After denouncing the State Board of Elections for telling county clerks to approve voter registration cards that have “homeless” listed under the address, Republican Secretary of State candidate Bill Johnson has filed an ethics complaint Thursday against the panel and Secretary of State Elaine Walker.Last week, the Todd County businessman called on Walker to resign and has made the issue of homeless voters a centerpiece of his campaign against Democratic candidate Alison Lundergan Grimes, who supports the right of the homeless to list “place-to-place” under the address portion of the application.
Speaking on the Senate floor Thursday, Minority Leader Mitch McConnell, R-Ky., delivered an ultimatum to congressional leaders and the American people when he stressed the far-fetched idea to pass a “Balanced Budget Amendment” to the U.S. Constitution in order to address the nation’s growing debt. The White House has already rejected the Tea Party-backed idea as part of debt ceiling negotiations, but McConnell pitched it as the only way to ensure the federal government has fiscal order.
Newly released jobs numbers show thousands of Kentucky’s construction workers may have to hang up their tool belts unless Congress can find more money for road construction. If the House passed budget becomes law, the Federal Highway Administration says nearly eight thousand construction workers in Kentucky would lose their jobs. Kentucky Republican Congressman Brett Guthrie says Democrats tried to create jobs with their $787-billion stimulus package and proved government spending cannot salvage an economy.
Calling for a real debate, Minority Leader Mitch McConnell, R-Ky., went to the Senate floor Wednesday to defend his debt proposal to avoid the first-ever government default before the August 2 deadline. The McConnell option gives President Barack Obama new power to request increases of up to $2.5 trillion in three separate installments over the next year as long as they’re coupled with larger spending cuts.
Speaking to WHAS-AM radio personality Mandy Connell on Wednesday morning, Senate Minority Leader Mitch McConnell, R-Ky., defended his proposal to give President Barack Obama unilateral authority to raise the debt ceiling even if party leaders can’t agree on ways to reduce the debt moving forward. McConnell’s proposal gives the president the power to request increases of up to $2.5 trillion in three separate installments over the next year if they are coupled with larger spending cuts.
The U-S House is debating an energy spending bill that could be good for Kentucky’s coal industry, but it also has critics bristling. The legislation cuts one billion dollars from energy and water related spending… winding back investments in more fuel efficient vehicles and renewable energy programs. Those are intended to wean the nation off coal. Kentucky Republican Ed Whitfield says undoing some of the president’s green energy investments is good.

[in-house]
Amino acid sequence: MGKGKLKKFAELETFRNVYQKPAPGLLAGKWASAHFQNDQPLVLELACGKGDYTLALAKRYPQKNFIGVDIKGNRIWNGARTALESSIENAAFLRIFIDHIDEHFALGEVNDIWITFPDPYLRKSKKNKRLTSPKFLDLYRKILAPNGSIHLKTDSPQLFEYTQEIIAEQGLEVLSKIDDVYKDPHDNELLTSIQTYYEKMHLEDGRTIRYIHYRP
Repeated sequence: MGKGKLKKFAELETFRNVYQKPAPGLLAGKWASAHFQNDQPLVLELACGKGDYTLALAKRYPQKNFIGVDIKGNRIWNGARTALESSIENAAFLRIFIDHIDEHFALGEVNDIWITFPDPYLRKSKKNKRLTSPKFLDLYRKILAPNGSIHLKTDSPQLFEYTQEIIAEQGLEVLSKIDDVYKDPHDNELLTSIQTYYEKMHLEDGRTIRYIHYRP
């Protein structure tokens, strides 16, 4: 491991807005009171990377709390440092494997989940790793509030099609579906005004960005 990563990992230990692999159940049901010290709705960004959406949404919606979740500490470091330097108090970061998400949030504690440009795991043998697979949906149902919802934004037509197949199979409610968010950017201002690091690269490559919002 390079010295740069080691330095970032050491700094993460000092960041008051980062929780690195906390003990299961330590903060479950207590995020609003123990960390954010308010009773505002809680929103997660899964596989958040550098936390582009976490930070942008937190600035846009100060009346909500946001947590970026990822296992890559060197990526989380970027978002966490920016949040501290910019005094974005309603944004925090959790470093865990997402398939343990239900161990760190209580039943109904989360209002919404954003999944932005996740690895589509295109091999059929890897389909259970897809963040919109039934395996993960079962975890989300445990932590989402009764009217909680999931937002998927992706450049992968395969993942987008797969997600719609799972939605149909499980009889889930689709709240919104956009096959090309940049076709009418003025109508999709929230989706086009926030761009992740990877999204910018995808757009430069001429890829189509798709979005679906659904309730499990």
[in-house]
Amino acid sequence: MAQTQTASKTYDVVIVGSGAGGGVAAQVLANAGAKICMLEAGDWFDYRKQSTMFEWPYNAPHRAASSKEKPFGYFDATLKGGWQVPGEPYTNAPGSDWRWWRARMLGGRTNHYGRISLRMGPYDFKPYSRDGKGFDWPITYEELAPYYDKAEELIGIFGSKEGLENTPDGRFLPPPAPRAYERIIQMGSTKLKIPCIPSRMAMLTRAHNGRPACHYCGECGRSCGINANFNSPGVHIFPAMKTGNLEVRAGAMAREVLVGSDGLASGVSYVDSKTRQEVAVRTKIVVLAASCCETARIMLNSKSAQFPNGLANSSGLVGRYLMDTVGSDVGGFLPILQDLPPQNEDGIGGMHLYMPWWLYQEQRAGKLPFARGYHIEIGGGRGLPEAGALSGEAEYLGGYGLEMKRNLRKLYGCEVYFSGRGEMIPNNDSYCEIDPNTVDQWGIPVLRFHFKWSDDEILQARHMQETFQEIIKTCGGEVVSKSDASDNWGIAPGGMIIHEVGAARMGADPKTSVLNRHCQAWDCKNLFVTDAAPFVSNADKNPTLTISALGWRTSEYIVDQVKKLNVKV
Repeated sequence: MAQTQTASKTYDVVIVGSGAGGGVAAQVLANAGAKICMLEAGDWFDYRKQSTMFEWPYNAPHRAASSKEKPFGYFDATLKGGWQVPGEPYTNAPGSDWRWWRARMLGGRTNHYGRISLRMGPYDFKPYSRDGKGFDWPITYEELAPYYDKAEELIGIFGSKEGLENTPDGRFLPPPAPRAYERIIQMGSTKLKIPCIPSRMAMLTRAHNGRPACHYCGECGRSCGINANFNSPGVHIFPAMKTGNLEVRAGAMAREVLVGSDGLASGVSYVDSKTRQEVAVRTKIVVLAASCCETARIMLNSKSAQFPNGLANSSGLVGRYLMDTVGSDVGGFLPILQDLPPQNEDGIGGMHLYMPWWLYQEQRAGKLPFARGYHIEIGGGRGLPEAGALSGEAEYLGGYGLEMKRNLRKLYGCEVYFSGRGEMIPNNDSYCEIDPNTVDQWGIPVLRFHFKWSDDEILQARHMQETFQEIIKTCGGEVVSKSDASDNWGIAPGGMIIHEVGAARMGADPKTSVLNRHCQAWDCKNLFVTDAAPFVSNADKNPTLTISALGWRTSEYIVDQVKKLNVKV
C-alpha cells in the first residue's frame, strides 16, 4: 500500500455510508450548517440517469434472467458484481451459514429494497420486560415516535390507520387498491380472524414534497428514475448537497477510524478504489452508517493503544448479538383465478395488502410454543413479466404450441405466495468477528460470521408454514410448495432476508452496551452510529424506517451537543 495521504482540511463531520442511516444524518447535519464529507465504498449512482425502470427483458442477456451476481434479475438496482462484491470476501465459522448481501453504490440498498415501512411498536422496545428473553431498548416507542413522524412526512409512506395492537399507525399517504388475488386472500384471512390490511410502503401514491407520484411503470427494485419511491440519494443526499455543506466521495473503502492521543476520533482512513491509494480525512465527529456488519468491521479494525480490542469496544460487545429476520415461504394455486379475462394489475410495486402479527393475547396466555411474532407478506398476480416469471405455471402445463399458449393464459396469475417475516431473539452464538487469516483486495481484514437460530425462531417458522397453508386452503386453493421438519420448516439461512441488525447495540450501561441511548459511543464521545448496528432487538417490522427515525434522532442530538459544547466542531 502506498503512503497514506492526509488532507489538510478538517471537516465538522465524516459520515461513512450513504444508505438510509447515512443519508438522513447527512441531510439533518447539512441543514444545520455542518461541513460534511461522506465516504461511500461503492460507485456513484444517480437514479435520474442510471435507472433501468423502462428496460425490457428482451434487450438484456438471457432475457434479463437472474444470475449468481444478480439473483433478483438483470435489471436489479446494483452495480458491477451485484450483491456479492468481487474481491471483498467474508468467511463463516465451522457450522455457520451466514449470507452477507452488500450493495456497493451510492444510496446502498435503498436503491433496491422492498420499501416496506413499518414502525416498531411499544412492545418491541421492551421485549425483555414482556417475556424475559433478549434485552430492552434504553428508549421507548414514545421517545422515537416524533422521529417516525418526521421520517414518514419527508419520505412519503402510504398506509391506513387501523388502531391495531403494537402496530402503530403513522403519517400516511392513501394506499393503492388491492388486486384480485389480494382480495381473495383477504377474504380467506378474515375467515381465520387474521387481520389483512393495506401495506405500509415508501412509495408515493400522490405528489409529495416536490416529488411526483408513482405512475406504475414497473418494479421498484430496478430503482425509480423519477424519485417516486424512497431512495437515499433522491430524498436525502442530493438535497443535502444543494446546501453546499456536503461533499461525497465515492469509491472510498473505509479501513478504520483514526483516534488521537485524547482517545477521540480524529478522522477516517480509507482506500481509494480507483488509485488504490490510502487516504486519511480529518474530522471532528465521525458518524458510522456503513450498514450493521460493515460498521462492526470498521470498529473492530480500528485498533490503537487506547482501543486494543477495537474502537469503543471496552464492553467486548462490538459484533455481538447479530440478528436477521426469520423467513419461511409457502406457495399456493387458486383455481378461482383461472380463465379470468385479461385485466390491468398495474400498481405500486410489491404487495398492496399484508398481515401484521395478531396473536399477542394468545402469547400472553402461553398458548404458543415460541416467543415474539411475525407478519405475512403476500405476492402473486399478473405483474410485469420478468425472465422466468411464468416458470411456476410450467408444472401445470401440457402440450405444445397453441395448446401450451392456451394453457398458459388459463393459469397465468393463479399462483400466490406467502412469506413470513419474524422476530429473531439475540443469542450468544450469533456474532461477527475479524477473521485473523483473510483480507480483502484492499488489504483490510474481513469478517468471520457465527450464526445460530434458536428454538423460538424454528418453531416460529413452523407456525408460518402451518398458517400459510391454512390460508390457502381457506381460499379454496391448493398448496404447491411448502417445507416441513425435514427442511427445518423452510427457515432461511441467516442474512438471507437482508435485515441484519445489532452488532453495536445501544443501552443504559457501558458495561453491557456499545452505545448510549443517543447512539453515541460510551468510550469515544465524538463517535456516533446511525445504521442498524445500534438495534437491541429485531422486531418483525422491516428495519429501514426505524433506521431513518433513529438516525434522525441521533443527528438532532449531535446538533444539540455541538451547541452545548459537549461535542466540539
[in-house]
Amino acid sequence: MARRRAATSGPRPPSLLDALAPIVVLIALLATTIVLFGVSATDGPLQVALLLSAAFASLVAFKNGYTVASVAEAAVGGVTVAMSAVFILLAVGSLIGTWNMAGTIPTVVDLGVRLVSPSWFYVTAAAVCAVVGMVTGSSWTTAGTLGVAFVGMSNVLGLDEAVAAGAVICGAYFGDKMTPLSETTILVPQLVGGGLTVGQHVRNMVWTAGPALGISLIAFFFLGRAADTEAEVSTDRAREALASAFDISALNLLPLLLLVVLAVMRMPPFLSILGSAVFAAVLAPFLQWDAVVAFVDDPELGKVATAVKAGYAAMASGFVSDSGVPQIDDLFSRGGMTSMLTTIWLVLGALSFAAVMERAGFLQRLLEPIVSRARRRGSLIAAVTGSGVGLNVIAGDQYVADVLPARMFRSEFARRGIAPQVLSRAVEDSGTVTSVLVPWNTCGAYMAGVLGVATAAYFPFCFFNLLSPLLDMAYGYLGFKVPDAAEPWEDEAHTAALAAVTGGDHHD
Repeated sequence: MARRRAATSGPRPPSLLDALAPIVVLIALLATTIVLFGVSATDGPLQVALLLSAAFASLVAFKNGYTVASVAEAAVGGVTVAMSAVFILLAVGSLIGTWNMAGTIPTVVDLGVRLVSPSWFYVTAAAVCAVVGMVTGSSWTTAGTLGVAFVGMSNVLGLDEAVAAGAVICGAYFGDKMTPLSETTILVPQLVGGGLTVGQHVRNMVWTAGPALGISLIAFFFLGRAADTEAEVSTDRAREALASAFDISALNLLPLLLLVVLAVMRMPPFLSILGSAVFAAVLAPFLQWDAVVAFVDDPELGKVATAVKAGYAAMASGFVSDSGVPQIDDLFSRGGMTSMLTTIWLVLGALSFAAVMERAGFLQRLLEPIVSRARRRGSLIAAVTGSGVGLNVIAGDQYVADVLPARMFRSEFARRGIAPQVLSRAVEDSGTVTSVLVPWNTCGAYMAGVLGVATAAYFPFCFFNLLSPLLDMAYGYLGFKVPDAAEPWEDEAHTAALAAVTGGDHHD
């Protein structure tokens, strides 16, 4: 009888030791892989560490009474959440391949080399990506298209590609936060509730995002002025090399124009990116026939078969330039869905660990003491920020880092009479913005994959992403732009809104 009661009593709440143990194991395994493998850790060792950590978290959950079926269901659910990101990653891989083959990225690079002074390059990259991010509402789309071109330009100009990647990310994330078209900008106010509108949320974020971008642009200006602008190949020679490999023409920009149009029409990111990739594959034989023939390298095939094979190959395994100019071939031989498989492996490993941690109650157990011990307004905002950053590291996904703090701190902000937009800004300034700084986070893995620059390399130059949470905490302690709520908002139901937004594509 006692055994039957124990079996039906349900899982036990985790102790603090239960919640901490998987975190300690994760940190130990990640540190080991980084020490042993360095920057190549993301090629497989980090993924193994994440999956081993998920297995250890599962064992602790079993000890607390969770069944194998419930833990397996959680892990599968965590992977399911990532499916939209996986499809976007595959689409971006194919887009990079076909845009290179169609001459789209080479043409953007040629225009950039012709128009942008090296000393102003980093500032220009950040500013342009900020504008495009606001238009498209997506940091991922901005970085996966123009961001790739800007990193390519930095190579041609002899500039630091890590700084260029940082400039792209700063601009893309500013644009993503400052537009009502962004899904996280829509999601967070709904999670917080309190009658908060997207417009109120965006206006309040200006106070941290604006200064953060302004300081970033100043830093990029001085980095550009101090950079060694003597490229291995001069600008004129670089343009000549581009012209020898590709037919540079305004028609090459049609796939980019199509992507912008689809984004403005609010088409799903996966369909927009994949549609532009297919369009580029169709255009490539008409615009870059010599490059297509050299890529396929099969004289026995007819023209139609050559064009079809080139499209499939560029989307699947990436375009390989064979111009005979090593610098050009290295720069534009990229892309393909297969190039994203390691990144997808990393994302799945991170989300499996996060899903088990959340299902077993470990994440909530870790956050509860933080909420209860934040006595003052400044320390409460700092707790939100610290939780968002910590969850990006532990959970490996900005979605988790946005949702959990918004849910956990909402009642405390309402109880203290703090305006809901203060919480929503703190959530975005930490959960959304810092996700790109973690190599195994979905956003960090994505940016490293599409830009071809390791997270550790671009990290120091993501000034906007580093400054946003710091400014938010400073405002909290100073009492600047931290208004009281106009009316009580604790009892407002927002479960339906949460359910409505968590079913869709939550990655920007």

Focusing solely on his third presidential bid, U.S. Rep. Ron Paul, R-Tx., announced Tuesday he will not seek re-election for a 13th term in the House of Representatives. Observers contend Paul, who is the father of U.S. Sen. Rand Paul, R-Ky., is an excellent fundraiser who would have easily retained his seat despite redistricting, but the 75-year-old congressman felt it was time to move on and put his energy into one last bid for the White House.
The Washington Post blog The Fix says the Republican Governors Association‘s attack ad targeting Democratic Governor Steve Beshear in the 2011 Kentucky gubernatorial election is meant to assess whether Republican challenger David Williams has a chance this November. On Monday, the group launched the 30-second commercial criticizing the governor’s record in an effort to buoy Williams, who is trailing Beshear by 21 points in the latest poll.
The memo from the state board of elections about the process for homeless voter registration will factor in the race to become the next Kentucky secretary of state. Republican Secretary of State candidate Bill Johnson said he plans on filing legal action to challenge the state instructing county clerks to accept voter registration with an incomplete or non-existent address and place them in the precinct of the county clerk's office. A memo written by Kentucky Board of Elections Executive Director Sarah Ball Johnson to all county clerks on the procedure for the registration of homeless voters drew the objection of Boone County Clark Kenny Brown, who felt registering someone without a distinct location and precinct was illegal and could lead to voter fraud.
Speaking at the Kentucky Association of Conservation Districts in downtown Louisville Monday, Republican gubernatorial candidate David Williams told reporters Democratic Governor Steve Beshear needs to “man up” and stop dodging him at joint appearances. The governor has passed on attending two other forums with his GOP challenger that are scheduled for later this week. Beshear’s staff told the Lexington Herald-Leader he is unable to attend a panel discussion Tuesday at the Kentucky Chamber of Commerce’s annual meeting due to prior commitments.
Farm subsidies were once a sacred cow on Capitol Hill, but with the federal deficit soaring, Kentucky lawmakers say it’s time to reassess all federal spending. In the past sixteen years Kentucky received more than three billion dollars in farm subsidies. A lot of that was for crop insurance but more than one and a half billion dollars propped up corn and tobacco farmers…according to data from the Environmental Working Group. So, Kentucky Republican Hal Rogers says it’s a good time to reassess where federal dollars go.
The 131st annual Fancy Farm Picnic is coming up Saturday, Aug. 6 with a full slate of candidates running for office in Kentucky scheduled to speak. Mark Wilson, political chairman for the event at St. Jerome Catholic Church, says he expects close to 100 percent participation among the Commonwealth’s Washington delegation as well as among candidates running for state offices in the November General election set for Nov. 1.
Speakers for the 131st annual Fancy Farm picnic have been scheduled and organizers have confirmed candidates seeking statewide office and departing public officials will be in attendance. Time has even been set aside for any GOP presidential nominees running in 2012, but none are on the list—yet.